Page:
The first three books published in the Mageworlds series can be thought of as either a trilogy or a stand-alone and a duology. It is convenient to consider them a trilogy because they feature the same characters and time period, which have not yet appeared in any other Mageworlds book, but the other description is more accurate when it comes to plot.
Beka Rosselin-Metadi is the youngest child of Pereda Rosselin, hereditary ruler of Entibor, and Jos Metadi, privateer turned General. Her parents became famous in the Magewar by defeating the invading Magelords despite the razing of Entibor. Beka wants no part of politics, fame, or the position of Domina-in-Waiting: she just wants to fly, and runs away at 17 to join a ship's crew. In The Price of the Stars, the family ties she cut come back to haunt her: her mother is assassinated, and her father offers her his old ship if she'll find out the names of the conspirators. Beka, not being one to do things halfway, ends up tracking down the conspirators herself—with the help of a few people she picks up along the way, including a mysterious former House Rosselin retainer known as the Professor, a kidnapped Space Force officer, her big brother, and an Adept.
Summarized in that fashion, the novel sounds like second-rate Star Wars fan fiction, and it's true that the universe feels rather like Star Wars with the serial numbers rubbed off. However, Price is a lively, entertaining space opera with interesting characters and a fast-paced plot, so I didn't particuarly mind.
The next two books, Starpilot's Grave and By Honor Betray'd, are something rather different. This is no longer a matter of one political figure's assassination—though Pereda Rosselin remains important in some surprising ways—this is the story of the Second Magewar. The series neatly distinguishes itself from fanfic here by turning a number of the reader's and the characters' assumptions on their heads. Suddenly Good and Evil is a dubious dichotomy, and Right and Wrong can be found in some unexpected places... This is not to say that the books become dull, windy sermons; on the contrary, they remain entertaining, energetic space operas. They're simply entertaining, energetic space operas with more than one moral dimension. It's true they aren't perfect books: for one thing, the conclusion of By Honor Betray'd is a bit over-tidy; for another, some plot devices remain unexplained. However, they're good clean non-mindless fun, and so I recommend them all the same.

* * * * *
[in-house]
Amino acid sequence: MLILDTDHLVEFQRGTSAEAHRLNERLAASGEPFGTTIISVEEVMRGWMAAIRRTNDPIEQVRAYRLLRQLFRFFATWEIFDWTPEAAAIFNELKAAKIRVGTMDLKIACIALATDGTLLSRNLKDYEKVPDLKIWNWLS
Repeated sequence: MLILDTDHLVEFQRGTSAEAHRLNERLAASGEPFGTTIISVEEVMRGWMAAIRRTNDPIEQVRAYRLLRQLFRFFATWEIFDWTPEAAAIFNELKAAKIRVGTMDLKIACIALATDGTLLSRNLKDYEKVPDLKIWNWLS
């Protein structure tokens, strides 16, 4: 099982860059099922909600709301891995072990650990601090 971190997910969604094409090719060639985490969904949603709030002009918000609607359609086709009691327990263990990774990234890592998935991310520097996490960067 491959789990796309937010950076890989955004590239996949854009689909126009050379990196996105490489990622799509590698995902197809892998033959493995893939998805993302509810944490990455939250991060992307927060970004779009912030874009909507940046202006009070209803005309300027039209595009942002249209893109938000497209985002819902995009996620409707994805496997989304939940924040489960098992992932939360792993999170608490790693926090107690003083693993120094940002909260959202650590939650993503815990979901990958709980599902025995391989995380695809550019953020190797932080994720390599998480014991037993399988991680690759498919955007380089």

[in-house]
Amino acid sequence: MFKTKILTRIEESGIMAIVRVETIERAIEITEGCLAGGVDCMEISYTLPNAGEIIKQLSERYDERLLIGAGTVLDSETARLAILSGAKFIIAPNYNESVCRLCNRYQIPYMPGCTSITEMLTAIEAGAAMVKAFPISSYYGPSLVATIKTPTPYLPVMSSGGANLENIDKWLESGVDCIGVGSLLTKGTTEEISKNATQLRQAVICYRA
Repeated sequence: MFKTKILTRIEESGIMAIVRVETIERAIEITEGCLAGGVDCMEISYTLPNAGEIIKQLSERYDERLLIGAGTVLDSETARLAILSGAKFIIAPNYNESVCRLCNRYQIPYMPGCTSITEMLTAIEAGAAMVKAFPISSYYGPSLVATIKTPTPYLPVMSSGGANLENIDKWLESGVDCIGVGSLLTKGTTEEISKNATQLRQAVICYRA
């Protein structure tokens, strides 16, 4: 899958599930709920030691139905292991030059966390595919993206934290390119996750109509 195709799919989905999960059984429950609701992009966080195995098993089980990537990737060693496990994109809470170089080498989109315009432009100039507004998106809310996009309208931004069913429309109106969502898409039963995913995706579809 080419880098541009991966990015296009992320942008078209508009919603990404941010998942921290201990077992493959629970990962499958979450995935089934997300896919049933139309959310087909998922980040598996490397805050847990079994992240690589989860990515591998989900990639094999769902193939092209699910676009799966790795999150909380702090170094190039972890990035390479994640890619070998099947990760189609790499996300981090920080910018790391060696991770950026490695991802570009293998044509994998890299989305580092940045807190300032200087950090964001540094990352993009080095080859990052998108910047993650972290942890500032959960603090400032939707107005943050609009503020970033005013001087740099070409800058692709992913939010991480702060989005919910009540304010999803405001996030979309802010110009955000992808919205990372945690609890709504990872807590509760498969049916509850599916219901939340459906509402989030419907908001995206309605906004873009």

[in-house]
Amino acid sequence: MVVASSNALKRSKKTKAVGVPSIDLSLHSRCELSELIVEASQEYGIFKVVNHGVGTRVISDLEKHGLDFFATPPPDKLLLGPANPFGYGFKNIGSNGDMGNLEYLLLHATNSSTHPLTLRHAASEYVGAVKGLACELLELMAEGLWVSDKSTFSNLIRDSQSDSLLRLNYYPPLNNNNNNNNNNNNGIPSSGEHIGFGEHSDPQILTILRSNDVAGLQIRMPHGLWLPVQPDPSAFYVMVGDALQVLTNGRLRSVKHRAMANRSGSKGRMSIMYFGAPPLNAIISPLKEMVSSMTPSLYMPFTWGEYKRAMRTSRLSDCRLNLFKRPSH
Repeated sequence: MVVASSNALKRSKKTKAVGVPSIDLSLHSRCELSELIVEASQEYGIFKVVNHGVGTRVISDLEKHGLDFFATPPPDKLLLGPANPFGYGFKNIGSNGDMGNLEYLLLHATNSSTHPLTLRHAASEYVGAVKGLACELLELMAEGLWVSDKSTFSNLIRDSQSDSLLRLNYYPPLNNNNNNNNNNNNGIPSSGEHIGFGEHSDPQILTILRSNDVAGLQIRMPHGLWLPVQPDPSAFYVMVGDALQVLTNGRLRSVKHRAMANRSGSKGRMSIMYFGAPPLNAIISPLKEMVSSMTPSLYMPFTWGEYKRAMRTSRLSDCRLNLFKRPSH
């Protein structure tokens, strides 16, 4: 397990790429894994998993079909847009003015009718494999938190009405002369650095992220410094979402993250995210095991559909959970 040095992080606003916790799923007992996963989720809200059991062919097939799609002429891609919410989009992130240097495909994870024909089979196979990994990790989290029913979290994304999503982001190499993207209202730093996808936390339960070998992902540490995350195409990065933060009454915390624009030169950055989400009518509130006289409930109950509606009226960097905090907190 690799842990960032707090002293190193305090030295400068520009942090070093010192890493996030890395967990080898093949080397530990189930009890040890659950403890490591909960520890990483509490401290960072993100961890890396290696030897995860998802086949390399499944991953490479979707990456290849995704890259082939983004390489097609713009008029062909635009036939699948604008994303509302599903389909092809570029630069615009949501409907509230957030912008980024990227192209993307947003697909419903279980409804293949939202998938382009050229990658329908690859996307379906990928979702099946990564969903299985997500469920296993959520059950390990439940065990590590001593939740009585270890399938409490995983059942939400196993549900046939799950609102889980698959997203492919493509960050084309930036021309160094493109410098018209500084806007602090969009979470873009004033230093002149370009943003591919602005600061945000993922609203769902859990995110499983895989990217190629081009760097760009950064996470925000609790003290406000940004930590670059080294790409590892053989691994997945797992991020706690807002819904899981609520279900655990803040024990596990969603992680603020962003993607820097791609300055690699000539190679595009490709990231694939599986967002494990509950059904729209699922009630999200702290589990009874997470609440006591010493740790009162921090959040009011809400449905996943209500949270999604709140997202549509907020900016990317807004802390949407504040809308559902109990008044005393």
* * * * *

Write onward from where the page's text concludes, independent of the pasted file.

[There are three other books in the same universe. The Long Hunt features the next generation of the Rosselin-Metadi clan; The Gathering Flame tells how Pereda Rosselin and Jos Metadi met; and The Stars Asunder (forthcoming July '99 in hardcover) will cover the Professor's early life. I haven't read any of these yet, but I intend to.]
%T The Price of the Stars %A Doyle, Debra %A Macdonald, James %C New York %D 1992 %G 0-812-51704-0 %I Tor %P 440pp %S Mageworlds %V Book 1 %O paperback %T Starpilot's Grave %A Doyle, Debra %A Macdonald, James %C New York %D 1993 %G 0-812-51705-9 %I Tor %P 442pp %S Mageworlds %V Book 2 %O paperback %T By Honor Betray'd %A Doyle, Debra %A Macdonald, James %C New York %D 1994 %G 0-812-51706-7 %I Tor %P 407pp %S Mageworlds %V Book 3 %O paperback
Copyright April 23, 1999 by Kate Nepveu.